What is more worrying: AI or its hype?

The history of AI is riddled with periods of extreme enthusiasm. Already in the 1960s, for example, the promoters of AI promised AI-powered, autonomous vehicles. The most dramatic wave of enthusiasm started in the early 2010s, when AI became commercially successful and widely adopted for the first time. But as AI made strides, the hype around it reached unbelievable proportions. We’ve seen it all: companies that pretended to use AI when they weren’t, 200 billion dollars invested in self-driving cars that weren’t delivered, a Google employee who told the world their AI was sentient, and so on. And when we thought things may calm down, ChatGPT was released.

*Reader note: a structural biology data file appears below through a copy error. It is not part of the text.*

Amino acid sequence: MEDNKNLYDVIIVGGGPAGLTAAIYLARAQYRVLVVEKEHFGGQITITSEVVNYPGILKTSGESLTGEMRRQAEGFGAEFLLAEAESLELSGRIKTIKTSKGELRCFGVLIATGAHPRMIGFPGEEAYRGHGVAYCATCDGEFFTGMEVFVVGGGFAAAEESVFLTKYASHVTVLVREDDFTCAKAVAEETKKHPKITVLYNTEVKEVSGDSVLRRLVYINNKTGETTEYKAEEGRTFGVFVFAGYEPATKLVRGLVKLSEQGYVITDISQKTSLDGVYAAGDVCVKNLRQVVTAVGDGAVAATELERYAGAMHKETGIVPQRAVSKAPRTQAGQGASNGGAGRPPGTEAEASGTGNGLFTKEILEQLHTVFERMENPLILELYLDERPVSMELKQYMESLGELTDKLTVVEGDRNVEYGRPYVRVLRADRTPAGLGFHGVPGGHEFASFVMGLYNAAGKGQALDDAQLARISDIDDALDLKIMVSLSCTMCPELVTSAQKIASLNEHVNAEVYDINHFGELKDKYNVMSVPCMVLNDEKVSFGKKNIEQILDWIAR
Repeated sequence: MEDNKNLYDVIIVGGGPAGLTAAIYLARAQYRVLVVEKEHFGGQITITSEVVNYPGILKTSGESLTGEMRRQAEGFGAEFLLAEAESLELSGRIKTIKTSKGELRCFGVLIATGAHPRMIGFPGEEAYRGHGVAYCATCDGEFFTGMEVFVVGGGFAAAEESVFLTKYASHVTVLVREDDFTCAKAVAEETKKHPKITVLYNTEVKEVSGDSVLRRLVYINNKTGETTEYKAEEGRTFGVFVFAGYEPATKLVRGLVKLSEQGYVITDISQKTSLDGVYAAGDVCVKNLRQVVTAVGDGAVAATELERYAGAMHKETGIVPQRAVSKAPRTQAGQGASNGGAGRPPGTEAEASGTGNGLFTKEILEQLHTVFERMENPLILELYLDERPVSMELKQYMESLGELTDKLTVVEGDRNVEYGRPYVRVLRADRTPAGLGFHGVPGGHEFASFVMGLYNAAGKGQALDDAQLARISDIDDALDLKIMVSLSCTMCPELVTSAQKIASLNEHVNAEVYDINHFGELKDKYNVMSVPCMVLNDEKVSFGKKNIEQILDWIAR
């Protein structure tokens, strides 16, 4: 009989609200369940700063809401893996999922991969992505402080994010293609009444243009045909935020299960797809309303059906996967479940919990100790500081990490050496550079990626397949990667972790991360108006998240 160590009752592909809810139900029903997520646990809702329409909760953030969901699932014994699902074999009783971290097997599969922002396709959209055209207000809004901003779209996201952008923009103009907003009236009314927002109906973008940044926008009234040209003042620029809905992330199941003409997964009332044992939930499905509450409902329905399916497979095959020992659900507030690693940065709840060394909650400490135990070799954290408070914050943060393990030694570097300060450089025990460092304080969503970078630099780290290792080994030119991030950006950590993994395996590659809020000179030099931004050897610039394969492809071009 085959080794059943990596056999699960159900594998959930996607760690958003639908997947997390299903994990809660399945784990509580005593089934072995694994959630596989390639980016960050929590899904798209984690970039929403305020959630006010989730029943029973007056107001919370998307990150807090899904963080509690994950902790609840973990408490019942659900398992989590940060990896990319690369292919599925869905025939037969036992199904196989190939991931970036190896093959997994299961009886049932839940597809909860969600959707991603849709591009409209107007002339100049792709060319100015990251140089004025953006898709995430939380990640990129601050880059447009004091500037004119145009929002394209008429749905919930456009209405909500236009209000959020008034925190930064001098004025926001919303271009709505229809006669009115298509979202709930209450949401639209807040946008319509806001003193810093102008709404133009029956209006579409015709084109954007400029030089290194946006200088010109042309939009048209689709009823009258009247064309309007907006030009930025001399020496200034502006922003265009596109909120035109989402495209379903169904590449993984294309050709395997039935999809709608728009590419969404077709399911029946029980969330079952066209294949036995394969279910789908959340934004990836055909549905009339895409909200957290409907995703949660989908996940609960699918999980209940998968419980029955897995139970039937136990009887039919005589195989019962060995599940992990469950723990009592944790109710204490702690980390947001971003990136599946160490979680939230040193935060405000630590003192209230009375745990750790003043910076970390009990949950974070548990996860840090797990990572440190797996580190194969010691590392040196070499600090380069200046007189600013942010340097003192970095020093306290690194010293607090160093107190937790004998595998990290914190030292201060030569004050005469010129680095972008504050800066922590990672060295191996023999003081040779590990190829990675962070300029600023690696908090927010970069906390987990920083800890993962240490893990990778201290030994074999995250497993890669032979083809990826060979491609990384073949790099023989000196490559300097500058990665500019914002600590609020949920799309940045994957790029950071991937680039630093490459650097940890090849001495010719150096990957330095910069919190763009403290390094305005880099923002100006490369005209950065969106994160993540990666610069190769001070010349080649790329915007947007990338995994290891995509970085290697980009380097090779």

In this talk, we’ll discuss the mechanics that stoke the AI hype and their dubious morality. I’ll tell you about shady tactics used by researchers to generate excitement about AI, and we’ll see that inaccurate, sensationalist claims about AI are often published in the highest-caliber scientific journals. We’ll also see how companies abandon solid principles of engineering design and lean growth in order to build cutting-edge AI, and when their efforts fail they often hide the truth from clients and investors. After working in this field for nearly a decade, both in the academic and business AI worlds, I’ve seen some things I wish I hadn’t and I’ll share them with you today.